What can you do to combat emotional reasoning?

Actually, what I just said about emotions and thoughts being a discussion with yourself applies to handling emotional reasoning. The method for addressing emotional reasoning is similar to how to respond when having a difference of opinion with someone:

1) Listen. Learn to listen to the emotion--don't dismiss it, but also recognize that emotions aren't always accurate. Don't accept emotions at face value to be truth. However, only by fully understanding the emotion can you refute the irrational parts of it. Notice that I said “parts.” Not all of the emotion is necessarily irrational. There may be aspects of it to which you need to heed the message.

2) Gather evidence. Once you have listened to the emotion and received the message, you need to gather evidence to help with determining the accuracy of the emotion. This evidence needs to be valid and, preferably, supported by research or analysis.

Not all evidence is equal. It is crucial to seek out valid evidence to reassure the emotional self. For instance, some people use inaccurate anecdotal evidence to maintain the anxiety such as “this is what happened before so it is likely to happen again.” Such generalization can lead to increased fear and avoidance.

Other times solutions can be counterproductive as in “this is what worked for me so ignore those doctors and do what I did.” Just because “my father drank and smoked all his life and lived to be eighty” doesn't mean that smoking and drinking is healthy. Anecdotes are not experiments. We don't know how long his father would have lived if he didn't drink or smoke. Or, we don't know if his father had exceptionally good genes and therefore his experience couldn't apply to the majority of others. That would be like saying “Einstein figured out the theory of relativity so you can do something just as great.”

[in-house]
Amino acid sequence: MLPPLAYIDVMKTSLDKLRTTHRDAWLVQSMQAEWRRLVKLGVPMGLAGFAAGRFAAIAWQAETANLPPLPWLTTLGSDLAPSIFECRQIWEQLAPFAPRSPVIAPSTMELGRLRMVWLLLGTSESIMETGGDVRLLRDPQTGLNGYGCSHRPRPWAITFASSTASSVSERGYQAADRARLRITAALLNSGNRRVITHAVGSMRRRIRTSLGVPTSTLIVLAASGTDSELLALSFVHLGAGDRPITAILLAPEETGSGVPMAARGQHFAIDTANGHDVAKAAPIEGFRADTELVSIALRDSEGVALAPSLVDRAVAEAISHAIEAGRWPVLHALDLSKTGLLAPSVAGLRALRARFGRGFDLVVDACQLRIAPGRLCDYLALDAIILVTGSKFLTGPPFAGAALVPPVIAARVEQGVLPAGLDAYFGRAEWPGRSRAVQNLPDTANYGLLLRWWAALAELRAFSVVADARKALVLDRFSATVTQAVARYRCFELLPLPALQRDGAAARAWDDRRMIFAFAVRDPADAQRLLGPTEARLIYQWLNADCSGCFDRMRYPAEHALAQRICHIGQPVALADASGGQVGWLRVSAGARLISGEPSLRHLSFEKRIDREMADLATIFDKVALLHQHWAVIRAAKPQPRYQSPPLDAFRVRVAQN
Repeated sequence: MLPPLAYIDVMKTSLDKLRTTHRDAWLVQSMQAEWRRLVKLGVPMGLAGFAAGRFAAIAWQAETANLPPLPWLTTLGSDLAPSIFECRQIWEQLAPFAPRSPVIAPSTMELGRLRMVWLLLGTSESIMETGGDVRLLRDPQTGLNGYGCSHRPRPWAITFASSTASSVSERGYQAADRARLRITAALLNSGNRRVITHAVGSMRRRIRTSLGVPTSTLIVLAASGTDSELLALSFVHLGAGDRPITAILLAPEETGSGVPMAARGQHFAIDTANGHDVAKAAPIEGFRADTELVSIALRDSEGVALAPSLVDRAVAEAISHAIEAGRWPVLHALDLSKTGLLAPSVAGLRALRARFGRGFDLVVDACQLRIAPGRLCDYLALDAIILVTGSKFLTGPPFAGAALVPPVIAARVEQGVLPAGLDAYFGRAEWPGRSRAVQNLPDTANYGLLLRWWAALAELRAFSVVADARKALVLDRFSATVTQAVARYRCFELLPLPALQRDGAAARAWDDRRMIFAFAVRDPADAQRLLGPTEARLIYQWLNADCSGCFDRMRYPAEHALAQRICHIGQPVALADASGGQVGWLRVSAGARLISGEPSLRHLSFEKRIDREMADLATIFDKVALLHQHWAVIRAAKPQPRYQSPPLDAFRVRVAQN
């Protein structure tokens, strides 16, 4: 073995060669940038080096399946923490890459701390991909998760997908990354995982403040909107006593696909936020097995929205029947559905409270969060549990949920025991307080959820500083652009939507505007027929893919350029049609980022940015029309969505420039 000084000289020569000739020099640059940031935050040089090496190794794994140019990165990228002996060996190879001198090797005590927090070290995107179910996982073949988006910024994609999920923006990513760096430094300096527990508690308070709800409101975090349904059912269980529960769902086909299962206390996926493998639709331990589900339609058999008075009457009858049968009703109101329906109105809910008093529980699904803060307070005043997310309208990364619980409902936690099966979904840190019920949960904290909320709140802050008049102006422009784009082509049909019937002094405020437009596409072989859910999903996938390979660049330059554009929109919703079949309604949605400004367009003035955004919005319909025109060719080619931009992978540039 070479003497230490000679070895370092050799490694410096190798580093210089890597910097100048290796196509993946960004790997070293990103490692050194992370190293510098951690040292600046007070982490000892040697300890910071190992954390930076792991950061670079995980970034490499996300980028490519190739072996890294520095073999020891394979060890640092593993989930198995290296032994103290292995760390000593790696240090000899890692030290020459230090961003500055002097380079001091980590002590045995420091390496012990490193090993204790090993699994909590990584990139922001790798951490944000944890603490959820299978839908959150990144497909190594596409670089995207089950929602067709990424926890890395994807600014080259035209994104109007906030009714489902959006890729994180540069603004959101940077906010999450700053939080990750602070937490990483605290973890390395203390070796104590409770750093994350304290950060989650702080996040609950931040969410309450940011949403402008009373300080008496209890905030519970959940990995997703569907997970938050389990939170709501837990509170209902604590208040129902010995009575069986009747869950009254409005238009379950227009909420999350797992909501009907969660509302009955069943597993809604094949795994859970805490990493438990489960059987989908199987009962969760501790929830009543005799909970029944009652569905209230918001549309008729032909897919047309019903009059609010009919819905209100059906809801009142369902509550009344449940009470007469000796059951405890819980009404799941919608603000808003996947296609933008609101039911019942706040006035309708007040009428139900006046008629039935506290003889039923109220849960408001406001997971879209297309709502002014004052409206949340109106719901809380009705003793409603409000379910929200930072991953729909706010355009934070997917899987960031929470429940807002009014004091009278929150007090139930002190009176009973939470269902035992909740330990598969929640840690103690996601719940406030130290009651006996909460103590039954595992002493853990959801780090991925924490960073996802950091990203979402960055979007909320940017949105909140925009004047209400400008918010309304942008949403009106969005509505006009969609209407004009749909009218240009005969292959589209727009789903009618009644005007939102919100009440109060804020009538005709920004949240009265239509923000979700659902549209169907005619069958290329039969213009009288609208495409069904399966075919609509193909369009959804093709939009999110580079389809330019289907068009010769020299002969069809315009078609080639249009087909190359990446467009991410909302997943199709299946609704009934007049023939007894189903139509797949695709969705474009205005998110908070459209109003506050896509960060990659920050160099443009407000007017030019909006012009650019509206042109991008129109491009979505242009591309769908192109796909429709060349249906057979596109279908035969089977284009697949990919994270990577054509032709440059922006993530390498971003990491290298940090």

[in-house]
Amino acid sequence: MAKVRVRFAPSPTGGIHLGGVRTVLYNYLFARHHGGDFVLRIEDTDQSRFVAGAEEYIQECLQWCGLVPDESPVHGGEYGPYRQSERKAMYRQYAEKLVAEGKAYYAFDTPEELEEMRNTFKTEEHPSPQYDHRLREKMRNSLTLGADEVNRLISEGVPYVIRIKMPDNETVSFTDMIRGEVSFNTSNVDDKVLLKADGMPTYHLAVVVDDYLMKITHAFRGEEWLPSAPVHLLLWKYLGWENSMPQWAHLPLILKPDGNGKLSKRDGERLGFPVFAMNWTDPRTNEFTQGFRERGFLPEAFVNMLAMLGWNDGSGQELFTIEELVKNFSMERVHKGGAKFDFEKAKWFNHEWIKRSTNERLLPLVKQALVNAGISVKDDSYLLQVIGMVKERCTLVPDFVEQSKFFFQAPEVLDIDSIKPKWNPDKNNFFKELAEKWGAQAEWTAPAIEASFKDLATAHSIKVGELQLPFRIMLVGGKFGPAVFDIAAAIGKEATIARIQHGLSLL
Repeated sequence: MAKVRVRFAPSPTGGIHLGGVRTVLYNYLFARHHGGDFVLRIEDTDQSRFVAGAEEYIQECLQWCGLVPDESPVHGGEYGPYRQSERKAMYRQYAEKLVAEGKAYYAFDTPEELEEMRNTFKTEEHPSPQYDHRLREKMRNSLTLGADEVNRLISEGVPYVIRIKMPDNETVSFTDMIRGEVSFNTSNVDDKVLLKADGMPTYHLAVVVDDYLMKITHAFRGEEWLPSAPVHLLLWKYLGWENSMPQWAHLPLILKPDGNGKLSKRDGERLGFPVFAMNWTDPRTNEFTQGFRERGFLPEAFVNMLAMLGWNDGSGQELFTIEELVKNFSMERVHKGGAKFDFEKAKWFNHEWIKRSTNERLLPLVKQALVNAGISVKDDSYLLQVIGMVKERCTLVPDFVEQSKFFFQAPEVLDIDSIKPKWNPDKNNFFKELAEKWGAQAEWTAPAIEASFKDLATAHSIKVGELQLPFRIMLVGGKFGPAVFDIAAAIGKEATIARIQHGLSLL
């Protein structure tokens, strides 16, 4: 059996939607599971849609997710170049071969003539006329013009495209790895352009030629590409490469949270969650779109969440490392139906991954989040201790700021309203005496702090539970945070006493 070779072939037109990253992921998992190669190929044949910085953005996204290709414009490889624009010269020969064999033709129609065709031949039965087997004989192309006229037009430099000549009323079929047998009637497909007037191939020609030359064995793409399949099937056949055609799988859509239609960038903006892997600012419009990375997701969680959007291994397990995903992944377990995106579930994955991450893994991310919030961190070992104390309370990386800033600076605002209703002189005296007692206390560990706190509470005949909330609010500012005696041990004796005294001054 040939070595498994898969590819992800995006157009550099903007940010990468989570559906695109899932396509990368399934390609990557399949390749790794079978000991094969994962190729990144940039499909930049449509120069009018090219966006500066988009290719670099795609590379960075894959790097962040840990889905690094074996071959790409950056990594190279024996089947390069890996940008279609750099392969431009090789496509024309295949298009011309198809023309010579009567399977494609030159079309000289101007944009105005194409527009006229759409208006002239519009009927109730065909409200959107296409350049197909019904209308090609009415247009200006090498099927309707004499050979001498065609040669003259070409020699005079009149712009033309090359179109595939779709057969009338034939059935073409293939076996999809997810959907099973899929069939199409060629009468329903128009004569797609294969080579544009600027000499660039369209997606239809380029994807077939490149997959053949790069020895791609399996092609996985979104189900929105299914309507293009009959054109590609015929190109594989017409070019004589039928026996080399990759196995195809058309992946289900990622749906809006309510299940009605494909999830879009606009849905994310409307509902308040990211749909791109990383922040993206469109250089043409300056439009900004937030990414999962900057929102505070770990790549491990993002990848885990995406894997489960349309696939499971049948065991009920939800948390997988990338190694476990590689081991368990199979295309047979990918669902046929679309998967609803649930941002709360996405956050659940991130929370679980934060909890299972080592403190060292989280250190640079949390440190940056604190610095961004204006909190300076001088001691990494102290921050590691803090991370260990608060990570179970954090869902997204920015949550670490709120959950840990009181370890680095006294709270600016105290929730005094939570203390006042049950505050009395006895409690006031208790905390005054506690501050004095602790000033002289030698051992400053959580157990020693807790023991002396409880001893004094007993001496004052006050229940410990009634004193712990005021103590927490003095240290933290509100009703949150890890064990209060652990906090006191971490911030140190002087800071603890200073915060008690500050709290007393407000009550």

3) Evaluate the accuracy. Once you have the evidence, apply it to the emotion to help determine the accuracy of the emotion. For instance, if you avoid flying due to fear of dying in a plane crash, the overwhelming evidence is that plane travel is much safer than other forms of travel which makes the fear of dying an irrational emotion.

4) Use the evidence. Finally, it does you no good to have evidence but not use it. “I don't care but that's the way I feel” can be changed by repeatedly using the evidence in a reassuring way. The key is the repetition. Just having evidence doesn't change the emotion. It is necessary to tell yourself the evidence over and over again. I've explained this to my clients by asking, “How often do these fearful thoughts occur?” Their response frequently is “many times a day.” I explain, “Well, that's how often you need to use the evidence.”